Newfoundland—Family, Fog and Bakeapples


There really is nothing more wonderful in the voyaging life than sharing a place you love with those you love, even though it was foggy for almost the entire ten days of my daughter and son-in-law’s visit.


The day the fog lifted I was talking to the harbour master at Ramea, an island community six miles off the coast of Newfoundland. When I remarked as how it had been a bit thick he said:

Yes b’y, I was beginning to think we was all alone out here. A big relief when I got up this morning and looked out the window and saw that Newfoundland was still there!

Even with the fog, there are so many wonderful things about cruising the coast of Newfoundland.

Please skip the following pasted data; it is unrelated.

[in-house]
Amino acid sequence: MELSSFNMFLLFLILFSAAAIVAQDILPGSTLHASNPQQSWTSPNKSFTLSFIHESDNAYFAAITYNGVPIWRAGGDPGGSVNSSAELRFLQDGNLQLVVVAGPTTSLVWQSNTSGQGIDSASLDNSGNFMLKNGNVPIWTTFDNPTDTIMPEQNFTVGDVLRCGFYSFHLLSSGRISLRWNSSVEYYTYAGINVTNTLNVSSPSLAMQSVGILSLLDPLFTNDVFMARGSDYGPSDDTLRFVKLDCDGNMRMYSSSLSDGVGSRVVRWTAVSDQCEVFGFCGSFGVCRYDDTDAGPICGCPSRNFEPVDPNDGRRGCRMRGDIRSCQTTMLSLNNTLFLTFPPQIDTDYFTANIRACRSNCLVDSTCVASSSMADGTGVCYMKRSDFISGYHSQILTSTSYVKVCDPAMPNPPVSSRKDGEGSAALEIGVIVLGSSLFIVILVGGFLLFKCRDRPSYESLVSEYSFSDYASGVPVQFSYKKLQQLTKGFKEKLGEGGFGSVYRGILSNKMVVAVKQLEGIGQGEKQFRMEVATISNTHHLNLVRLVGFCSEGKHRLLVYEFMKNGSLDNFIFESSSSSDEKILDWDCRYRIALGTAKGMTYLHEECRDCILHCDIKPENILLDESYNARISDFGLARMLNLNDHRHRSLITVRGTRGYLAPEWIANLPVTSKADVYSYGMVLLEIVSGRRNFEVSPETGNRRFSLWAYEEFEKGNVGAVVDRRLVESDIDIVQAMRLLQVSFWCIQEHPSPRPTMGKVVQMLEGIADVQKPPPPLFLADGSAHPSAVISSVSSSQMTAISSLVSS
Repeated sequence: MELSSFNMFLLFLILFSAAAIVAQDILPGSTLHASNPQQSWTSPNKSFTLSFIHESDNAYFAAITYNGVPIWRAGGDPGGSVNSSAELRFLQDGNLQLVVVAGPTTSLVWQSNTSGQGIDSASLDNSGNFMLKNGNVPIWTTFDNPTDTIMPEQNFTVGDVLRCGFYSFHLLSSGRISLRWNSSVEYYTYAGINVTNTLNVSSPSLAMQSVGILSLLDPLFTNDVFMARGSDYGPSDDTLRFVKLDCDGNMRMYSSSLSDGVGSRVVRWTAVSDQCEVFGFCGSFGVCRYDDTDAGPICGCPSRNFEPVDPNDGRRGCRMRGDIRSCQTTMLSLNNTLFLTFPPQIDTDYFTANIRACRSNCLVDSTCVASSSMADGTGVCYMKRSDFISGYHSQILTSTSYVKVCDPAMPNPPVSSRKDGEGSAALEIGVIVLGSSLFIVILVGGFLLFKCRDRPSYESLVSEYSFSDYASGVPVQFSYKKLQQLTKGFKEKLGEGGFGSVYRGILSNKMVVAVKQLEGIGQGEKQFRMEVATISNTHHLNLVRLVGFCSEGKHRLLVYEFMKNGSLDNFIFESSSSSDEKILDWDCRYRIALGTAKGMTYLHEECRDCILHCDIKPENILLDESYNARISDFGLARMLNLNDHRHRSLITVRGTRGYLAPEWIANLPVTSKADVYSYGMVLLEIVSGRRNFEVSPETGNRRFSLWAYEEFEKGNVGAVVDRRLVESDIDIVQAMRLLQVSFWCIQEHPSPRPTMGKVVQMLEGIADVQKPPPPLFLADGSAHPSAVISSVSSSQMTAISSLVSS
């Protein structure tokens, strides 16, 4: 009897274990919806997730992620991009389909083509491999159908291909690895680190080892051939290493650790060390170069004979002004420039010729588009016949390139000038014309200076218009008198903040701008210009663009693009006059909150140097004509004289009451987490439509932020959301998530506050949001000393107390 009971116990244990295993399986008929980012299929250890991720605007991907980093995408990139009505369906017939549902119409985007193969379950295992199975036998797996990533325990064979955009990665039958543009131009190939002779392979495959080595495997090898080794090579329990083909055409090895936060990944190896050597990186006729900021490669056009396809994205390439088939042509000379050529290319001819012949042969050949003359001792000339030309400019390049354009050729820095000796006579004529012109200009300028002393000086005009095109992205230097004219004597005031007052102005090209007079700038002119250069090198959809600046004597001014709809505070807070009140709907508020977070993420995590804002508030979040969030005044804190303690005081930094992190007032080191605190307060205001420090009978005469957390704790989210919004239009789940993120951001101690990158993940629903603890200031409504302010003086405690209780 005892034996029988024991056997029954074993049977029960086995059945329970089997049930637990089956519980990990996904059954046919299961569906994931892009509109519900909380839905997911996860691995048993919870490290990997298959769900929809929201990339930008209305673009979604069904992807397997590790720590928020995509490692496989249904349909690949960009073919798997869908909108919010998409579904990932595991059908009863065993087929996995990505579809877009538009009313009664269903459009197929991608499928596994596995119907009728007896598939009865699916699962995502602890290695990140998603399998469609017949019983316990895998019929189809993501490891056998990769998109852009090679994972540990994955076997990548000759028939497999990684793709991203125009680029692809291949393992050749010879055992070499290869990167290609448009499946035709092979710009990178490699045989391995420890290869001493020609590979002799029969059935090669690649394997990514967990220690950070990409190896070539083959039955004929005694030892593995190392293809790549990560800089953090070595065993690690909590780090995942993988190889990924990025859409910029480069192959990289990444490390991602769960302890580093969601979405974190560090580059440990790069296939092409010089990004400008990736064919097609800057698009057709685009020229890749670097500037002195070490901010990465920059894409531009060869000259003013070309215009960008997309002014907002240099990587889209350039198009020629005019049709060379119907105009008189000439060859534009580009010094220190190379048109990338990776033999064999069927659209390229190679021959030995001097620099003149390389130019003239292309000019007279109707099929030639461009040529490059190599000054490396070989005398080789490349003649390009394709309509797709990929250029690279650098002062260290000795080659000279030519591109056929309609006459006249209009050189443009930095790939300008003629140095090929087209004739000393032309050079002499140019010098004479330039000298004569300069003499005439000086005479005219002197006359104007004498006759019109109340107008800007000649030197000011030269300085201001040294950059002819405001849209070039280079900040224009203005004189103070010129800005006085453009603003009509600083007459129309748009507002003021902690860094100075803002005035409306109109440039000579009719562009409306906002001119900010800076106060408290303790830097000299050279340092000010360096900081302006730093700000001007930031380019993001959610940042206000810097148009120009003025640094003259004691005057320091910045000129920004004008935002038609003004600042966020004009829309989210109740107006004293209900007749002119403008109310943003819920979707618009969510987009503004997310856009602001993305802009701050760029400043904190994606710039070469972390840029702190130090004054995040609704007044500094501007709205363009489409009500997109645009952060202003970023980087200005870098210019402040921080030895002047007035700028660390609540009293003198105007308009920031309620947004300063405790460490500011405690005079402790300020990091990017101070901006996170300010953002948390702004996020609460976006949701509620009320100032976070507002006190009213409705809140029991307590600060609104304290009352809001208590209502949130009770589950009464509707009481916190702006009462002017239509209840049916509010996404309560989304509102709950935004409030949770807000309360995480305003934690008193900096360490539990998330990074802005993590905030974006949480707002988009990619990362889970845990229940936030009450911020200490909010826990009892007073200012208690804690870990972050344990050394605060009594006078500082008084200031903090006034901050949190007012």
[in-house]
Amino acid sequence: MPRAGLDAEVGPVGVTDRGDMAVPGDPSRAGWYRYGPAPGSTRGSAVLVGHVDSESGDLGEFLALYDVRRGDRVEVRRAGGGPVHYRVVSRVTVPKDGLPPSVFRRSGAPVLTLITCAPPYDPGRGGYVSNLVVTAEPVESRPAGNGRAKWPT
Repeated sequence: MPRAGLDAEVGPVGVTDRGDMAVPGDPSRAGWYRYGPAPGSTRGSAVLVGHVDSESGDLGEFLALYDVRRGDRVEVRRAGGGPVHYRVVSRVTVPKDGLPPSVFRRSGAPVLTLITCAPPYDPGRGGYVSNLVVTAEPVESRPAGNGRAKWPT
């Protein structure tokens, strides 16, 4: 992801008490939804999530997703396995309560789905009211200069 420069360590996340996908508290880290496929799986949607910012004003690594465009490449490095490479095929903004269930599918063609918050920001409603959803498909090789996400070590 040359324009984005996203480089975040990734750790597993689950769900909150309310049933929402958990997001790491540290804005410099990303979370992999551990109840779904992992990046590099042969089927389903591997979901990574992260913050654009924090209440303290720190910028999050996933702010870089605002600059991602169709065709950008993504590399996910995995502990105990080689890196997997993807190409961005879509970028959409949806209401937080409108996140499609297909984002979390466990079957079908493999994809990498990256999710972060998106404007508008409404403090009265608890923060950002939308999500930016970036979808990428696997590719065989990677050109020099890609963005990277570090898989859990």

These are cloudberries in the wild, which are called moltebaer in Norway, where it’s better that you rob a bank than pick someone else’s, and Bakeapples in Newfoundland. Whatever you call them, they are delicious. These are not ripe yet, but it looks like a good year for them. We bought some of last year’s that had been canned.


Here they are in captivity.

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John was born and brought up in Bermuda and started sailing as a child, racing locally and offshore before turning to cruising. He has sailed over 100,000 miles, most of it on his McCurdy & Rhodes 56, Morgan's Cloud, including eight ocean races to Bermuda, culminating in winning his class twice in the Newport Bermuda Race. He has skippered a series of voyages in the North Atlantic, the majority of which have been to the high latitudes. John has been helping others go voyaging by sharing his experience for twenty years, first in yachting magazines and, for the last 12 years, as co-editor/publisher of AAC.

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